In Search of Ace Representation // it’s ace awareness week!

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All this week — the 23rd to the 30th October — is Asexual Awareness Week! It’s pretty self-explanatory, but it’s a week to raise awareness about asexual, aromantic and anywhere-along-those-spectrums experiences. (Although I don’t know why all these weeks start on Sunday. MONDAY IS THE START OF THE WEEK?? But anyways haha.)

I actually missed ace awareness week last year because I didn’t even know it existed until it came around… So this time I was especially determined to write something. I mean, I still got the dates wrong but pfft, I’m writing this in advance.

If you don’t know what asexuality is — and no, it’s not just for plants — then it’s basically just a lack of sexual attraction. That’s it! There are also people who identify as aromantic, which is a lack of romantic attraction, and people who identify as demisexual/romantic (when you only experience attraction to people you’ve known for a long time) or grey-sexual (a general time for people who are somewhere in between).  But I’m not here to you to explain what asexuality is… Whilst obviously that’s extremely important, it’s also in many other places across the internet, in a much more eloquent way than I can put! I’d recommend the Ace Awareness Week site and the AVEN wiki as a starting point.

So, after that little intro bit, I decided to talk about some misconceptions people have. Although of course raising awareness is super important, my personal experience is that people know the technical definition but don’t always understand what it actually means. The diversity of ace and aro — I’m kind of using this to mean all people who identify along those spectrums; I hope that’s alright —  is SO WIDE. Yes, some ace people aren’t interested in any relationships. Some ace people are interested in relationships, or other options like queerplatonic relationships. Some ace people are also gay or bi or trans or any other identity, Some ace people want to have sex. Some ace people don’t. (But that’s not the same thing as celibate.) Some ace people can experience certain kinds of attraction, in certain situations. You can’t just say THIS IS WHAT AN ACE PERSON IS LIKE. I mean, you can’t do that for anything. But in my personal experience, asexuality = the plant one to many people.

Yet despite all this intersection with other identities, there are barely an ace characters in books and the media? It’s estimated that 1 – 4% of people are asexual, which is kind of similar to the percentage of redheaded people living in England. I can name SO many redheaded characters, yet I can count the number of asexual ones on one hand. Often there will be a character who seems like they’re ace, but the word is never actually mentioned? I mean, I feel like this is getting better for asexuality, although I’ve never seen aromanticism mentioned once. And sometimes it isn’t always needed, like perhaps in a fantasy setting where society works differently.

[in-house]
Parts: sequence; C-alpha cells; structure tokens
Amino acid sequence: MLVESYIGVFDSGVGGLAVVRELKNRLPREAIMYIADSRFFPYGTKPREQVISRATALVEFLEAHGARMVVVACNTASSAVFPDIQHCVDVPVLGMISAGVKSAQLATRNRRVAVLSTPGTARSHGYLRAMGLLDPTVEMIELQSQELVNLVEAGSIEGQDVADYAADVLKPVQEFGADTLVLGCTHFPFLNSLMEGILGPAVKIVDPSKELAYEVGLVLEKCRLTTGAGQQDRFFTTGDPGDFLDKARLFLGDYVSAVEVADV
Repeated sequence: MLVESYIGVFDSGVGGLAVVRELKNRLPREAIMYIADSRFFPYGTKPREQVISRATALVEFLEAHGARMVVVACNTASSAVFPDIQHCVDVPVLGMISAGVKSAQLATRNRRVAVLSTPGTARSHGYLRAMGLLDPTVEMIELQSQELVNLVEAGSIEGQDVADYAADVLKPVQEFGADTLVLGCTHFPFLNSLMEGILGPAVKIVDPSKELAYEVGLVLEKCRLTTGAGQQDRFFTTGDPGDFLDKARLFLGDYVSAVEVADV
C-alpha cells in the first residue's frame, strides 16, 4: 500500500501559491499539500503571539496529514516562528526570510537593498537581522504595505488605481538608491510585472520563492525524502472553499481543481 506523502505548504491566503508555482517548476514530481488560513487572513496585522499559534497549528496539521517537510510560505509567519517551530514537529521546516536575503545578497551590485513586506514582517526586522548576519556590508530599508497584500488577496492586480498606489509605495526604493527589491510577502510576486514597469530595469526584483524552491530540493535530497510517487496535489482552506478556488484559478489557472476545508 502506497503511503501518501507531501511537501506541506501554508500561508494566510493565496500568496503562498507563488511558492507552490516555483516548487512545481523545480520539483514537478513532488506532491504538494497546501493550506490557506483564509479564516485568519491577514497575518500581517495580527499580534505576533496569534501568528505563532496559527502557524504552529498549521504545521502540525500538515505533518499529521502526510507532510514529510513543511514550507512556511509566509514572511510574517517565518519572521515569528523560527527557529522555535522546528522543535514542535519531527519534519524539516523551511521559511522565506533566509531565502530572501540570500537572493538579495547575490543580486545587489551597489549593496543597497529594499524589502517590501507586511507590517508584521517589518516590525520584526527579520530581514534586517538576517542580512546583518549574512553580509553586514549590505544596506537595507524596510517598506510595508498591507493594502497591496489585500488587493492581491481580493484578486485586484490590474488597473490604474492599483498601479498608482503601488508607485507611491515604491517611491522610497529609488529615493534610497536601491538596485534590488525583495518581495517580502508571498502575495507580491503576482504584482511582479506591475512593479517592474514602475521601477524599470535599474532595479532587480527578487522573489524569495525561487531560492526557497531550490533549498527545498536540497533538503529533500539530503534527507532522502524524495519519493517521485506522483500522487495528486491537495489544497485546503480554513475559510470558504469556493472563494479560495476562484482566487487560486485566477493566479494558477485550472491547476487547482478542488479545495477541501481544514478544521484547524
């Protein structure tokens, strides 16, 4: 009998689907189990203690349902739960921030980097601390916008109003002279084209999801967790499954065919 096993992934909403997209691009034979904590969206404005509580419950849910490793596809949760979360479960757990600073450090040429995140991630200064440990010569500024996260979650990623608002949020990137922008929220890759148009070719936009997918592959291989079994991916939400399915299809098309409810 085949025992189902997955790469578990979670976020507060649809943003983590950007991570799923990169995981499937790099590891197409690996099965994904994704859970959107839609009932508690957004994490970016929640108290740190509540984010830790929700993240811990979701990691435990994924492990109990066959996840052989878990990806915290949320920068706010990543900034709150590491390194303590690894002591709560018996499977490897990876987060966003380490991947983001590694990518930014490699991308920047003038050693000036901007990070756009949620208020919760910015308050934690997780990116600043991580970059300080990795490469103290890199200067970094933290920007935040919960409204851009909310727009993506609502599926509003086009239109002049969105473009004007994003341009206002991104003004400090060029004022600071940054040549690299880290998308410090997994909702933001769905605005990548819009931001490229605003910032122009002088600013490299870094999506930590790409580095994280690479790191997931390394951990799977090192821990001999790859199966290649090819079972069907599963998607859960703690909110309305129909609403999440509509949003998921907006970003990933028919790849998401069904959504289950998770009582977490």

It’s just so frustrating to still see media where a lack of attraction is seen as something inhuman. Take Sherlock — which, I’m going to be real, is very far from the paragon of representation, but anyway. Sherlock’s just this unreachable icy guy, and it’s like his apparent lack of attraction means he’s a psychopath? *sighs* And Steven Moffat literally said asexual people weren’t interesting to write about, ugh. (This show is problematic in so many ways, I know. And yet I still watch it. Kind of.) I will headcanon Sherlock as asexual until the end of time just because of that — because all the characters keep saying how can you manage without a relationship?

I don’t want it to be that way. I just want characters who are ace and aro without being any less human; without abstaining or choosing the high moral ground or something. Characters who are just people. Because romantic love isn’t always the most important, you know?

I enjoy reading romantic stories — like, I enjoy them even more than I enjoy romance in real life. I read a book like Jandy Nelson’s I’ll Give You the Sun and marvel at all the love there. (Of many kinds.) It also makes me kind of sad, though… I don’t know if I’ll ever have that, or even if I want to. Currently I identify as grey-asexual, but it’s fine if that changes in the future. And it probably will, because it’s sort of a deduction game… It’s a lot more difficult to tell the absence of something. I don’t think I’ve ever had a crush, but maybe I have; maybe I just didn’t know what it felt like. I’ve spent SO LONG searching things on the internet trying to tell if I’ve felt it or not.